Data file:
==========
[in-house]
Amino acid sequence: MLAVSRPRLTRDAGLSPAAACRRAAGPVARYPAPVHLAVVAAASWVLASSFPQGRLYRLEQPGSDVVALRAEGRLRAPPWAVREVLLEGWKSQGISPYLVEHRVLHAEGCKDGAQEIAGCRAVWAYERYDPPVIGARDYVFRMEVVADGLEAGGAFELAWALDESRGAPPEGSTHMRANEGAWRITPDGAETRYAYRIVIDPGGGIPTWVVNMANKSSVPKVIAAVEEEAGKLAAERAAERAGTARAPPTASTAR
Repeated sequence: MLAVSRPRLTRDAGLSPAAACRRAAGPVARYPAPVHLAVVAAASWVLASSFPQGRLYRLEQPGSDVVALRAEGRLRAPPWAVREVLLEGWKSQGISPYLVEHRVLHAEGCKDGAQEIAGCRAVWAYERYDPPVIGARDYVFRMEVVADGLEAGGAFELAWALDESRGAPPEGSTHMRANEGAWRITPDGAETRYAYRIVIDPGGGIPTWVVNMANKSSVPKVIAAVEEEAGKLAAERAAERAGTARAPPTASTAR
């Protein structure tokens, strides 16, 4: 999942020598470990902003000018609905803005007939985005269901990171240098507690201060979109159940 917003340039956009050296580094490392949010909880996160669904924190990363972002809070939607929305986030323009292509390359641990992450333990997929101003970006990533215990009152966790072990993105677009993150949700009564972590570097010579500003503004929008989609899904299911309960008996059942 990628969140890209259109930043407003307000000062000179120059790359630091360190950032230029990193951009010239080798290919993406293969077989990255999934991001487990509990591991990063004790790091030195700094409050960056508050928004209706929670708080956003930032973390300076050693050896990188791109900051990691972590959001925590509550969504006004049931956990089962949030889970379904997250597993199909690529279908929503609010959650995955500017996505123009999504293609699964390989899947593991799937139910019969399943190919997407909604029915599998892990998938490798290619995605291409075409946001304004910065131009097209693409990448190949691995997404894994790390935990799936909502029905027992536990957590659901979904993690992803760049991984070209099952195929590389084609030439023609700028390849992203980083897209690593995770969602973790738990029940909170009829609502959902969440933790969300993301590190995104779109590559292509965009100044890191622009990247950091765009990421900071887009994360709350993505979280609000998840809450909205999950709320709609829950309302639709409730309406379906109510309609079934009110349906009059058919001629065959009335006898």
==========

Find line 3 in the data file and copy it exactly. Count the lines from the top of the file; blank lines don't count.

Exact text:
Repeated sequence: MLAVSRPRLTRDAGLSPAAACRRAAGPVARYPAPVHLAVVAAASWVLASSFPQGRLYRLEQPGSDVVALRAEGRLRAPPWAVREVLLEGWKSQGISPYLVEHRVLHAEGCKDGAQEIAGCRAVWAYERYDPPVIGARDYVFRMEVVADGLEAGGAFELAWALDESRGAPPEGSTHMRANEGAWRITPDGAETRYAYRIVIDPGGGIPTWVVNMANKSSVPKVIAAVEEEAGKLAAERAAERAGTARAPPTASTAR